Corresponding author: Wim J. Riedel, Department of Neuropsychology and Psychopharmacology, Faculty of Psychology, University of Maastricht, The Netherlands.  ... 
doi:10.1177/0269881107078769 fatcat:rf5fivuybfcixjnm5mvwvtocge

Does ketamine mimic aspects of schizophrenic speech?

MichaeL A. Covington, Wim J. Riedel, Cati Brown, Congzhou He, Eric Morris, Sara Weinstein, James SempLe, John Brown
2007 Journal of Psychopharmacology  
.; Riedel, Wim J.; Brown, Cati; He, Congzhou; Morris, Eric; Weinstein, Sara; Semple, James; and Brown, John (2007) Does ketamine mimic aspects of schizophrenic speech?  ... 
doi:10.1177/0269881107077729 pmid:17591660 fatcat:wroxz6to6bakfhxq4iaa2uk2ee

Additional dopamine reuptake inhibition attenuates vigilance impairment induced by serotonin reuptake inhibition in man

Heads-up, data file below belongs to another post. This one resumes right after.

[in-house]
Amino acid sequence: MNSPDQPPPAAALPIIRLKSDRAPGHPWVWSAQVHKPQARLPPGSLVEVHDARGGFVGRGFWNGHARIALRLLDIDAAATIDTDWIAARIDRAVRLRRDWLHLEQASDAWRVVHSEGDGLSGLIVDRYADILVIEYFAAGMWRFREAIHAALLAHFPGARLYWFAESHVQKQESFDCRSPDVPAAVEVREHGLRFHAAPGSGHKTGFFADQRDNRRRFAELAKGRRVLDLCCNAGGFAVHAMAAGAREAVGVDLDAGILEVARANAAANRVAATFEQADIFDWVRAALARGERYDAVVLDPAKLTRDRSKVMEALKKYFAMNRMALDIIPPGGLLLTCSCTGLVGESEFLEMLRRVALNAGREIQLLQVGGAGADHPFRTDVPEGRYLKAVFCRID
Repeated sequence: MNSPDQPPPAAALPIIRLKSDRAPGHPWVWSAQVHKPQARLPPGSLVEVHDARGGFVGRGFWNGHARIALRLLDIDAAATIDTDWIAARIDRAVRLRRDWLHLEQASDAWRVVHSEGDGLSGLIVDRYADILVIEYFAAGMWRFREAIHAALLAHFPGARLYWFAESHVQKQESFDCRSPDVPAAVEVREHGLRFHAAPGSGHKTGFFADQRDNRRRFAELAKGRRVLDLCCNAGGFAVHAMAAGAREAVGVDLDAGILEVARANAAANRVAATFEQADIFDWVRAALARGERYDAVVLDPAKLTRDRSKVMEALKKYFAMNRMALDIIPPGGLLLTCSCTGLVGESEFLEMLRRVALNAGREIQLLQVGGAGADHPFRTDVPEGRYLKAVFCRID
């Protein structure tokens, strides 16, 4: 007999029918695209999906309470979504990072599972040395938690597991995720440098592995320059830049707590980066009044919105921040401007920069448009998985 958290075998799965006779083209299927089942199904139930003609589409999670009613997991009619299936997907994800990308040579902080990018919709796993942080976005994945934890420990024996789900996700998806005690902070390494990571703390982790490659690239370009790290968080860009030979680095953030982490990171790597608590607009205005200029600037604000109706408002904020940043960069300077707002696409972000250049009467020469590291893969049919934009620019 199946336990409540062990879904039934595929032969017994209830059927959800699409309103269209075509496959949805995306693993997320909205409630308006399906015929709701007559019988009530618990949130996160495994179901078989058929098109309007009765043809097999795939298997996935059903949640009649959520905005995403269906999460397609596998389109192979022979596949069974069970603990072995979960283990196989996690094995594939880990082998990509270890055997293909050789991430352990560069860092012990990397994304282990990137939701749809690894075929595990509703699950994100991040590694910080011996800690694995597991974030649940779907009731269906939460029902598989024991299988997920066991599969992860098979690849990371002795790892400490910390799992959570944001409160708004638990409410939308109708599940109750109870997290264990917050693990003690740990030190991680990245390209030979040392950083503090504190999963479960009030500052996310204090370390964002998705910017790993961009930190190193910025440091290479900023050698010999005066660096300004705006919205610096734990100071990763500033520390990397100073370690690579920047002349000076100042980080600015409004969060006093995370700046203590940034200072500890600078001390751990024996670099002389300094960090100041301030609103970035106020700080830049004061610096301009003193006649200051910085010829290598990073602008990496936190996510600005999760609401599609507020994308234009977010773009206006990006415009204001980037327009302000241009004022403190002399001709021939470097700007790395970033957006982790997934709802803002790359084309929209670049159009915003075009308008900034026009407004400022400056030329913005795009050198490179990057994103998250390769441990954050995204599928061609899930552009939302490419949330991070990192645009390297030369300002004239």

Jeroen A. J. Schmitt, Johannes G. Ramaekers, Monique J. Kruizinga, Martin P. J. van Boxtel, Eric F. P. M. Vuurman, Wim J. Riedel
2002 Journal of Psychopharmacology  
inhibition have been outlined as functions controlling wakefulness, distinctly mediated by noradrenergic, dopaminergic, cholinergic and serotonergic neurochemical modulation (Robbins and Everitt, 1995; Riedel  ... 
doi:10.1177/026988110201600303 pmid:12236626 fatcat:w4xygdltpfcuxfl7npajs3rtea

Why an M1 Antagonist Could Be a More Selective Model for Memory Impairment than Scopolamine

Arjan Blokland, Anke Sambeth, Jos Prickaerts, Wim J. Riedel
2016 Frontiers in Neurology  
Since the early studies of Deutsch (1), the non-selective muscarinic receptor antagonist scopolamine has been used as a drug that impairs memory performance in man. The notion that scopolamine could be used as a pharmacological model of age-associated memory impairment and dementia further strengthened the cholinergic hypothesis of geriatric memory dysfunction by Bartus et al. (2). Since then, a vast amount of studies applied this model to induce memory impairments in young healthy subjects to